01. StrongP vs StrongNC

Summary

  1. P vs NC.
  2. Problems with numerical parameters. The MaxFlow problem.
  3. StrongP.
    1. To each input-length n, corresponds a program P, which is a list of n^{O(1)} instructions.
    2. Each instruction of P is one of:
      1. w := u \circ v, where w denotes a memory location, u and v denote either memory locations or constants, and \circ \in \{+, -, \times\}.
      2. goto \ell, where \ell is some line in the program.
      3. if u : 0 goto \ell, where u is a memory location, : is one of <, \le, or =.
      4. u := \uparrow v: treats the value of memory location v as a pointer, and sets memory location u to the value of the memory location pointed to by v. We ensure that the value of v does not depend on any numerical coordinate, by propagation of an invalid-pointer tag via instruction (i).
      5. stop. The output value is the value of the first memory location.
  4. Edmonds-Karp is a StrongP algorithm for MaxFlow.
  5. Ketan’s Class \mathrm{KC}(p, t).
  6. StrongP is \mathrm{KC}(\mathit{poly}(n),\mathit{poly}(n)).
  7. StrongNC would be defined analogously as \mathrm{KC}(\mathit{poly}(n),\mathit{polylog}(n)).
  8. Mulmuley’s paper shows that MaxFlow is not in \mathrm{KC}(2^{o(\sqrt n)}, o(\sqrt n)) – Even if you only require the algorithm to be correct for capacities of bit-length n^2.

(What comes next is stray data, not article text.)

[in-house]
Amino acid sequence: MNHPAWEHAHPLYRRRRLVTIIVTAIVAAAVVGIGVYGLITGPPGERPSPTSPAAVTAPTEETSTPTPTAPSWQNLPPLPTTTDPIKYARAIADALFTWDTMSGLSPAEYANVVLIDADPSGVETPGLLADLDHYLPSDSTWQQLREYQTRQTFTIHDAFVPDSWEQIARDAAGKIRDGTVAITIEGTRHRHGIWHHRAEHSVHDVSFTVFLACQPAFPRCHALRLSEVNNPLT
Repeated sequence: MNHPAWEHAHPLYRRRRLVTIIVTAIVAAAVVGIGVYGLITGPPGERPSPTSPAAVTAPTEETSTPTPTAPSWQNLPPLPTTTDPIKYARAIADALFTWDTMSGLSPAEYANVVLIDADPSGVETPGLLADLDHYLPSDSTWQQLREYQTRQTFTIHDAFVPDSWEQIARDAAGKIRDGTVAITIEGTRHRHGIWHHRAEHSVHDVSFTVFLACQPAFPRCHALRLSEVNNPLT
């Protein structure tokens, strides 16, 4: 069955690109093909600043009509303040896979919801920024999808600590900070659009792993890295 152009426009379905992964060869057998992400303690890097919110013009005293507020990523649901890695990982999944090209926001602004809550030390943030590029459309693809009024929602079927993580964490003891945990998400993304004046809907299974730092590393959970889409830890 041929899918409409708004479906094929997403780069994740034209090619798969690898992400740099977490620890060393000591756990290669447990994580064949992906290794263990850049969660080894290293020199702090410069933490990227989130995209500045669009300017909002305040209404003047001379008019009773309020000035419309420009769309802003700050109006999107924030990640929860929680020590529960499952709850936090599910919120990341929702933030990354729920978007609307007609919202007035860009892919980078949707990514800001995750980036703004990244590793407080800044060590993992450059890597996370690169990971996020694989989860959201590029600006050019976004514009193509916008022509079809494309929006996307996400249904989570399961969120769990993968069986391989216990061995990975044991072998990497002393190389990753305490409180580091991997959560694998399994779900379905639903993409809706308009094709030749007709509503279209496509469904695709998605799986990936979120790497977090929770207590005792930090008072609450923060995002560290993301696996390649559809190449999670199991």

9. In my opinion, this is the most interesting computational-complexity lower-bound that currently exists. I have truly lost all hope of coming up with a parallel algorithm for MaxFlow.
  10. In this class, we will show the same result for the restriction \mathrm{KC} to linear operations (still interesting, Edmonds-Karp only uses linear operations).
  11. I.e., if we define linStrongP and linKC.
  12. We will show that MaxFlow is in linStrongP, but not in \mathrm{linKC}(2^{o(\sqrt n)}, o(\sqrt n)).
  13. Let us start by showing that weighted shortest st-path is in \mathrm{linKC}(\mathit{poly}(n), O(\log n)).
    1. Let \ell_k(a, b) denote the length of the shortest path between a and b, among all paths of length at most k (so \ell_k(a, b) = \infty if no such path exists).
    2. The trick is to notice that \ell_{2 k}(a, b) = \min_m \ell_k(a, m) + \ell_k(m, b).

Potential project for those who need grading

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